Many Indians today will regard these 6 Indian Chinese foods as nostalgic childhood favourites.
Indian Chinese food is a peculiar yet highly popular fusion food that Indians hold very dear to heart. If you ask Indians who’ve grown up in Dubai, they’ll share fond memories of enjoying ‘Desi Chinese’ at restaurants like Golden Dragon and Shanghai Kitchen during their childhood in the city.
We spoke with two Desi Chinese food aficionados on our Deep Fried podcast to understand the history of Indian Chinese food and some of the popular dishes that a newbie to this cuisine has to order. Our two speakers on the show are (1) our very own tour guide Tanya Rehman (@tanyarehman) (2) Kalyan Karmakar (@thefinelychopped), the author of The Travelling Belly and blogger behind finelychopped.net.
Want more of our scrumptious podcast episodes? Feast on our main podcast page here!
Subscribe on: Apple Podcast App | Spotify (available on AppStore and Google Play) | Stitcher (available on AppStore and Google Play) | Google Play Music (currently supported only for listeners in US/Canada) | Anghami
Manchurian is a category of dishes with a sticky soy sauce base that’s been thickened with cornflour. It can be served as a wet gravy dish paired with rice or as a crisp sauce-coated appetizer, the latter of which is usually done with deep fried cauliflower (gobi manchurian is one of our favourites!). The gravy-based manchurian dishes often contain deep-fried chicken, prawns or mixed vegetable balls.
On the Deep Fried podcast, Tanya shares that Nelson Wang came up with this popular dish in the 70s. Though Kalyan claims that the dish is not ‘authentic’ Indian Chinese by Kolkata standards! Tune in to the podcast to get the backstory on Nelson Wang and this beloved, even if not entirely authentic, dish.
2. Hakka Noodles
Hakka noodles are wheat noodles tossed with chili sauce, egg, meat and vegetables—quintessential comfort food!
On the podcast, Kalyan shares how in the 90s, Indian Chinese food in Kolkata moved out of restaurants and onto the streets where vendors would recreate these favourites at their stalls. According to Kalyan, a plate of Hakka noodles back then would “cost five rupees and tasted better than any a Michelin dish one could think of.”
Though truth be told, this addictive nature of the dish is probably in no small part due to the copious amounts of ajinomoto (MSG) sprinkled into the noodles!
3. Drums of Heaven / Chicken Lollipops
Drums of Heaven are indeed one of those divine appetizers that you can never get enough of! On the podcast, Tanya explains how chicken drumsticks that are frenched, battered and deep fried until crisp and are typically served with a spicy dipping sauce alongside.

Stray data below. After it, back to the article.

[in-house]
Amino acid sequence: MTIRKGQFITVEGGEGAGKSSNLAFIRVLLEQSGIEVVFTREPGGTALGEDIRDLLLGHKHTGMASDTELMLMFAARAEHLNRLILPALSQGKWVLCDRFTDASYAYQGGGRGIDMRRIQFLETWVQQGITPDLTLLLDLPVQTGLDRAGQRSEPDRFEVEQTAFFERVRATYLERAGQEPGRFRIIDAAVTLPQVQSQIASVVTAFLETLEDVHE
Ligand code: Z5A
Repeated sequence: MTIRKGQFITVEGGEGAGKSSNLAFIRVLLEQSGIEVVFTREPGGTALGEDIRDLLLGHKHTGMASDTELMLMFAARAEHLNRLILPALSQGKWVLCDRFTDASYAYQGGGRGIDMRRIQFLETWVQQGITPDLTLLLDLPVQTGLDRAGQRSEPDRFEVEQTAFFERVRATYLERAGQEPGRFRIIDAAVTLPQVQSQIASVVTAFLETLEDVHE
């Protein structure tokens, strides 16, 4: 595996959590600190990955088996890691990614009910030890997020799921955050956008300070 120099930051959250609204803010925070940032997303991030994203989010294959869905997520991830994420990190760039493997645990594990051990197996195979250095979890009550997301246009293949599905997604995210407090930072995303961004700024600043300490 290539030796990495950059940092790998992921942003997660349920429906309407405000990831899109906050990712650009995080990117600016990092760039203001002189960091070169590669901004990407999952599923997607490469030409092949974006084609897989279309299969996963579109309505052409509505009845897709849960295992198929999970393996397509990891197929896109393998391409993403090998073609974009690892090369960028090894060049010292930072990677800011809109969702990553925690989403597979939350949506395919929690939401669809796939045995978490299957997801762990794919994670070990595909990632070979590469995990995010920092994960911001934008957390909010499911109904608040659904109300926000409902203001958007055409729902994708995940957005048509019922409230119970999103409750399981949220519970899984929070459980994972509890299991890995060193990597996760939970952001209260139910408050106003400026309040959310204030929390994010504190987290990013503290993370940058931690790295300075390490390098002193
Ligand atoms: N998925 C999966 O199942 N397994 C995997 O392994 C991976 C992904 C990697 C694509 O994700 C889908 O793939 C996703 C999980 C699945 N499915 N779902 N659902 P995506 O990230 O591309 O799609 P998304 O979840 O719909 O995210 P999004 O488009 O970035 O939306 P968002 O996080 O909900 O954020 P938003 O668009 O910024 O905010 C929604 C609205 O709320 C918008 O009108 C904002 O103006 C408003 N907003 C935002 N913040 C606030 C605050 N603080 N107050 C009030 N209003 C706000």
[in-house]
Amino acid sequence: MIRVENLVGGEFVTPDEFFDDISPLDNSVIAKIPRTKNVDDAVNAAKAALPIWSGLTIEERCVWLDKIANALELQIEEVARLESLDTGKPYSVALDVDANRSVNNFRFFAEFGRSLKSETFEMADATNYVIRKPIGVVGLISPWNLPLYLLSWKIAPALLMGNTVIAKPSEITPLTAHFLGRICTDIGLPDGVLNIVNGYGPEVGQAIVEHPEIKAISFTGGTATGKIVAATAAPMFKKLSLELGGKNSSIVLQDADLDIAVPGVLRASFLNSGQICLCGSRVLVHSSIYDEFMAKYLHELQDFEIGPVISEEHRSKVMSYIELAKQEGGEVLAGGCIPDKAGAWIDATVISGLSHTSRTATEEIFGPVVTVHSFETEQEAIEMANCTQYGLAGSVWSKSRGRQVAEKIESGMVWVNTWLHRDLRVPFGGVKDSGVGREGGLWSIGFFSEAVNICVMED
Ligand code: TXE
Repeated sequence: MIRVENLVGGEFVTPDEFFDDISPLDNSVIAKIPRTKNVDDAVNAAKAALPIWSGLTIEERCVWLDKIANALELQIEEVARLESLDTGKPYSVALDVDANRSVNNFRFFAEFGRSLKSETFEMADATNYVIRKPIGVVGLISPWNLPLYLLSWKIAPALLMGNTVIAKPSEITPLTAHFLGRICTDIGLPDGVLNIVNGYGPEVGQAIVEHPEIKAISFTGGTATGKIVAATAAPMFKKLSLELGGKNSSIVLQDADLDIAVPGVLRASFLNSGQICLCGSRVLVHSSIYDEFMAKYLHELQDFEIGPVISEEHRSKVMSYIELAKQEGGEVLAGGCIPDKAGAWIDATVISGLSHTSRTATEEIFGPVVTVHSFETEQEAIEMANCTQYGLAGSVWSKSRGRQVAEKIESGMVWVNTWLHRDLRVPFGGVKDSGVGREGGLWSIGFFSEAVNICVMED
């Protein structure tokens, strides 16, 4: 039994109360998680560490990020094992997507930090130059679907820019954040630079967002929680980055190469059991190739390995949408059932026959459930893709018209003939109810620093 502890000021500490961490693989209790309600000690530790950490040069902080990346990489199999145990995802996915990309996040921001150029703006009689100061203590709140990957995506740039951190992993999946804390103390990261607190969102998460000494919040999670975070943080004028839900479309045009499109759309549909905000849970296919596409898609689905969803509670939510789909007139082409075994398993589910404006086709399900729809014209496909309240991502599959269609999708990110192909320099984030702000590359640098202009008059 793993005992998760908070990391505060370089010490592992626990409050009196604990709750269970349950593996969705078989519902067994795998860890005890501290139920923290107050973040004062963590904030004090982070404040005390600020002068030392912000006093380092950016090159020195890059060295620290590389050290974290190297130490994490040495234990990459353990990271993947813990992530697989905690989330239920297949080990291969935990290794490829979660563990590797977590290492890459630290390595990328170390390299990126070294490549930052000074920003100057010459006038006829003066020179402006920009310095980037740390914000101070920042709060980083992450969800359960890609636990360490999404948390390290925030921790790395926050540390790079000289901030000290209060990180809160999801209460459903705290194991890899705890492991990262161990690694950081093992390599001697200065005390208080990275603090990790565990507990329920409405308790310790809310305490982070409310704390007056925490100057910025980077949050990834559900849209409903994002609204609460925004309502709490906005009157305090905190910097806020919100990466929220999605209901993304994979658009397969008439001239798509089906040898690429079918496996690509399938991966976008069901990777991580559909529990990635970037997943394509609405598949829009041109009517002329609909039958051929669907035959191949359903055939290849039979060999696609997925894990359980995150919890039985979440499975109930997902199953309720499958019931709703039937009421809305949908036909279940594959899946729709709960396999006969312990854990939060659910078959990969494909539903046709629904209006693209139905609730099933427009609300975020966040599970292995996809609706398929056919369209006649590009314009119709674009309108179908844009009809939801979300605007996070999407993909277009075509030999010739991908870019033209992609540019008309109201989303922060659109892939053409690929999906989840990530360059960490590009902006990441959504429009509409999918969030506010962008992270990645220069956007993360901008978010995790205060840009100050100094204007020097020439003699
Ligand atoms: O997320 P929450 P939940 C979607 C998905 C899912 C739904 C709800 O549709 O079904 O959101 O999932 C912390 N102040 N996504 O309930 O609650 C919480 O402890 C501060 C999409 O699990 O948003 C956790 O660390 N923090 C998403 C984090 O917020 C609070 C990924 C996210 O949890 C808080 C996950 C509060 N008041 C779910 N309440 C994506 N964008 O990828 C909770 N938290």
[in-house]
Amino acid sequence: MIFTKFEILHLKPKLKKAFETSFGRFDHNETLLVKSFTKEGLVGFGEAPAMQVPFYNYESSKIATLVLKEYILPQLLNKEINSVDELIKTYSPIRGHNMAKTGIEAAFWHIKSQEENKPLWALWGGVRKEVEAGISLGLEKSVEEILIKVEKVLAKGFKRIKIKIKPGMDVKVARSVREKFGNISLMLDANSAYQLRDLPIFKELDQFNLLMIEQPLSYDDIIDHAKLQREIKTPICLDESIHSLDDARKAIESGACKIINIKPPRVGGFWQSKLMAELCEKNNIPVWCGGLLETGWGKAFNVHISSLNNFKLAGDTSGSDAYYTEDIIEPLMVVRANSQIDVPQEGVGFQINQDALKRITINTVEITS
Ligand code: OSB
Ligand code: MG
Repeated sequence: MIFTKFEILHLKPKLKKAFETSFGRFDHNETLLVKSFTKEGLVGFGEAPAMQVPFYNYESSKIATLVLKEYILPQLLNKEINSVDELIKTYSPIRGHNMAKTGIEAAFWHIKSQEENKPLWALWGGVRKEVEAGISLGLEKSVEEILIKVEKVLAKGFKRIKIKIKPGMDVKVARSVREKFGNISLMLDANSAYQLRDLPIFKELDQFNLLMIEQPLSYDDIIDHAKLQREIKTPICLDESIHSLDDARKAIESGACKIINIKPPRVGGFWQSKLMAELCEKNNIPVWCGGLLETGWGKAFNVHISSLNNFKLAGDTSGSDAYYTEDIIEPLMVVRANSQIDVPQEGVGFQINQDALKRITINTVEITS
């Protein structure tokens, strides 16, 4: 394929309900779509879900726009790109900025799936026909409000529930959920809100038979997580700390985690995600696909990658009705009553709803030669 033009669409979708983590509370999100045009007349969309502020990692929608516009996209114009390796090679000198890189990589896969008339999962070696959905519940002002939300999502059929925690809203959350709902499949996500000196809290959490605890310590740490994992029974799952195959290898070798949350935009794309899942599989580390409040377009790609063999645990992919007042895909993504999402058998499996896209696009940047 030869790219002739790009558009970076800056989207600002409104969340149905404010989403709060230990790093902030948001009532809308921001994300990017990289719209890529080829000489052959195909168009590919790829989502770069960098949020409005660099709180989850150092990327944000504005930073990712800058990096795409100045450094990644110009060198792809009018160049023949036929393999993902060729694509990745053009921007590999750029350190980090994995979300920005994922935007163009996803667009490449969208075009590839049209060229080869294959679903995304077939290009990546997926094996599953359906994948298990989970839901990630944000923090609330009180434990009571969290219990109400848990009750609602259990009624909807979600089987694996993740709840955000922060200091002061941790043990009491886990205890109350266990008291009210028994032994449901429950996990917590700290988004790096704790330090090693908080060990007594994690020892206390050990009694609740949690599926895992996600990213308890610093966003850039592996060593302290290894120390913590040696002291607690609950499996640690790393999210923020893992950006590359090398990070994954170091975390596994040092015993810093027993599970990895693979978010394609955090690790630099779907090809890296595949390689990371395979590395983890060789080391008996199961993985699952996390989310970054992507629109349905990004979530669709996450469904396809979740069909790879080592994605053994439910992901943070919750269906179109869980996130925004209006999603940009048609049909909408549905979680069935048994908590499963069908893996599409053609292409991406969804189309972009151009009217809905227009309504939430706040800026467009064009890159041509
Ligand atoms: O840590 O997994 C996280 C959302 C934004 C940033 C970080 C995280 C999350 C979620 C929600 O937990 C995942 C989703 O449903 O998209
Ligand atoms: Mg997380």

Similar to manchurian, Indian Chinese purists from Kolkata might claim that Drums of Heaven are not authentic Desi Chinese but rather a Mumbai invention. Dear Mumbai, we couldn’t be happier!
4. Chilli Chicken / Beef / Fish / Prawns
Chilli chicken, fish, beef, fish, prawns and even potato is a genre of dishes where the meat or vegetable is tossed with ingredients like soy sauce, green chilies, often vinegar and ginger. On the podcast, Kalyan shared how this dish was such a family favourite that they would not only order it when they went out to restaurants but that his mum also prepared it for him at home (and now he does it himself too!). While the original version of this dish is a more dry preparation, it evolved into a gravy-based one when it migrated from Kolkata to Mumbai.
5. American Chopsuey
The Indian Chinese version of American Chopsuey is ironically neither American nor Chinese! It consists of deep fried crunchy noodles topped with julienned veggies like capsicum and carrots in a thick sweet-sour tomato based gravy. Some variations will include a fried egg on the top as well. On the podcast, the host Arva admits that this was her go-to dish when as a child, her parents would take her to Indian restaurants and she wanted to order something decidedly different and exotic compared to the Indian food she already ate at home!
6. Prawns on Toast
These crisp sesame-seeded triangles of deep fried bread smeared with prawn paste are hands down one of the best appetizers you can get at an Indian Chinese restaurant (along with chicken lollipops!) Of all the dishes in our Desi Chinese list, this might be the one that’s closest to a dim sum called hatosi that’s actually enjoyed in China. Dunked in a sweet spicy dipping sauce that’s usually served alongside, it’s not uncommon to have one too many before the mains hit the table!